Two tales of Dubai
IN FULL SAIL for profit, whatever war is on the horizon? Rising like Sinbad's dream, the world's tallest (330m) and it's said, finest hotel, the Burj al Arab, is symbol of Dubai's properity.
Halliburton is off to join the party.
But those who toil on construction don't see so much of the wealth.
TWO bits of news from Dubai. First, after collecting millions of dollars from the US taxpayer in contracts for the "war on terror" - everything from oilfield repairs and water for troops to the cages at Guantanamo - our old friends Halliburton, so generous they kept vice president Dick Cheney on the payroll after he'd left the board, have patriotically quit downtown Houston, Texas, to get closer to the Gulf action, by setting up heaquarters in the Emirates.
As Solomon Hughes comments in the Morning Star, "As well as being free of taxes, the Emirates are also free of votes, political parties and any form of democracy". (British WMD now run from Dubai, Morning Star, March 30).
In the latter respects not entirely differant from China, where, as reported on the opposite page, Burberry is shifting production of its awfully British clothing, closing the Treorchy factory in Wales with 300 job losses. Oh the joys of profit and patriotism! Let us pursue the cheapest and most-controlled labour, and the poor can do the soldiering, and wave the flags.
Sheikh Zayed Bin Sultan Al Nahyan has ruled the United Arab Emirates for over 30 years, and created a plush tax-free environment for big business so we'd guess exporting "democracy" to Dubai isn't among Bush and Blair's urgent priorities. As for Halliburton, its departure from God's Own Land-of-the-Free for the land of the tax-free has enraged US Democrats but not aroused much comment in Britain.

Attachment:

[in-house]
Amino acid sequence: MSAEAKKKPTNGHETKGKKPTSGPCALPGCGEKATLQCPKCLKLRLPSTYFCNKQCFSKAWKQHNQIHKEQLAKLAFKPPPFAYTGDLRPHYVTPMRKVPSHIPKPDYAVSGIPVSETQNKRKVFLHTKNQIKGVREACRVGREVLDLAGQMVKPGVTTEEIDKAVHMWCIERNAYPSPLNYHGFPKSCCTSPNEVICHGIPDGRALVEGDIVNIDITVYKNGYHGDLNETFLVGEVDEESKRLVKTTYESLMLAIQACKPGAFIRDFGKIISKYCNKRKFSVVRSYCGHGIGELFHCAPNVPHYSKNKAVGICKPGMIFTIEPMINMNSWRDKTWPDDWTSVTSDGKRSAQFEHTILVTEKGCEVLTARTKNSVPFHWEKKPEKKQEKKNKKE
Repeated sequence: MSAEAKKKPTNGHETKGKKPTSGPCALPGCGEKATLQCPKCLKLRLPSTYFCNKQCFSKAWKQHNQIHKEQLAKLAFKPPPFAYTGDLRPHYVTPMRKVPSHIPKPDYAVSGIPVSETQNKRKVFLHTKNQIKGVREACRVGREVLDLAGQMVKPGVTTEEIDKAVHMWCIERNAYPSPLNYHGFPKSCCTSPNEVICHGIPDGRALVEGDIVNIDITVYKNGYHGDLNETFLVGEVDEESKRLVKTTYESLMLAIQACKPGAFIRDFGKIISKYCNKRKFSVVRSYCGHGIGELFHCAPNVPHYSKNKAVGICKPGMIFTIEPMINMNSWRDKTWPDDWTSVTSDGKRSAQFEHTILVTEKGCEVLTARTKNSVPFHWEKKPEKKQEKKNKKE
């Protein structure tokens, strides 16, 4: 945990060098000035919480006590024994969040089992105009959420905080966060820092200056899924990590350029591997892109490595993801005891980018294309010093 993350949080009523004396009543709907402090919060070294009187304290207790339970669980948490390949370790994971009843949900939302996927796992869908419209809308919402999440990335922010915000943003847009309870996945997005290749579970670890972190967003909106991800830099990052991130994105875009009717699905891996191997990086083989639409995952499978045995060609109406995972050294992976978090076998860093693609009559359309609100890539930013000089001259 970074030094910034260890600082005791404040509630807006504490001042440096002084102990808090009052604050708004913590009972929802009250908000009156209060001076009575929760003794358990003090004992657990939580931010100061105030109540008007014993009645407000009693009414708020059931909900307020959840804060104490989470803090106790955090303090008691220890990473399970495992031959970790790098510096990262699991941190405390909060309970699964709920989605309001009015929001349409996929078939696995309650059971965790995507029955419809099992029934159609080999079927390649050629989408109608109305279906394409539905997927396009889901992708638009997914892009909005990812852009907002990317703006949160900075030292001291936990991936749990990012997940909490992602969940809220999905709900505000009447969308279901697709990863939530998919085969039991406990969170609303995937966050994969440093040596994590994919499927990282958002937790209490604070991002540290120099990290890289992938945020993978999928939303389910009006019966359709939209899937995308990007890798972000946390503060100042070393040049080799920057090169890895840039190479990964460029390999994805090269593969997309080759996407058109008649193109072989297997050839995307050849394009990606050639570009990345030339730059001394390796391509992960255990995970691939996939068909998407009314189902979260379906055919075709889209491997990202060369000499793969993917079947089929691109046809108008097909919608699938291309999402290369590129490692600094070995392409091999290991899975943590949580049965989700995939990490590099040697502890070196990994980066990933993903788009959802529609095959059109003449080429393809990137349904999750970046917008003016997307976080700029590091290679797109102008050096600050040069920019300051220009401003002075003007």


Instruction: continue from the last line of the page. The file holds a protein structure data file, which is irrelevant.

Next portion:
Yet the US company is big here. As the Star's Solomon Hughes points out, "It helps run Britain's nuclear deterrent by owning the Devonport nuclear dockyard. Halliburton also transports British tanks across Iraq thanks to the Heavy Equipment Transporter scheme. Under this PFI arrangement, Halliburton supplies not only tank transporters but also drivers with military training who will shoot if necessary".
Halliburton is also involved in building aircraft carriers and army barracks, and has a contract as "logistical support partner" of NATO's Northwood military headquarters. We might add that it has a hand in NHS computerisation and as Cardinal, has been running street cleaning and dust carts in a west London borough, though as far as I know the drivers have not yet been supplied with firearms.
Halliburton's charging on no-bid US contracts brought some troublesome visits from the FBI, but the Blair government seems to have been much more understanding. And with Halliburton's latest move, as Solomon Hughes observes, "everything from our Trident missiles to British squaddies' toilets are now run by a firm based in a Middle Eastern sheikhdom".
Oh dear. Our Trident missiles? I was thinking of giving mine up so I could save a few bob for my old age. But not one of Britain's three main parties is willing to give me the choice.
What about the workers?
And now to our next tale from Dubai. It's the underside of all those magnificent soaring towers of Babel that boast of the sheikhdom's prosperity. It comes via the Building Workers' International(BWI), and while I'm not always inclined to accept everything from international union federations without care, this one seems straightforward enough.
BWI Campaign: ACT NOW to defend migrant construction workers in Dubai!
Take a couple of minutes to make a difference to migrant construction workers in Dubai. Migrant construction workers in Dubai earn an average wage of US $150 per month. Any form of strike or protest is illegal under UAE labour law. The BWI cannot tolerate that around 200 workers from contractor ETA Ascon, who rioted last week, as they do not have any right to strike or collective bargaining are being deported and banned from entering the country, according to the UAE Ministry of Labour.
These workers are from India, Nepal, Bangladesh and Pakistan. The workers went on strike on 10 March 2007 demanding an increase in their basic salary, which is US $150 (AED550) per month. They were demanding an increase of around $70 per month but the company granted an increase of about $0.5 per day, as well as a two-way airfare when they take leave every two years. Please pass this campaign on to your colleagues and friends.
For more info and petition see: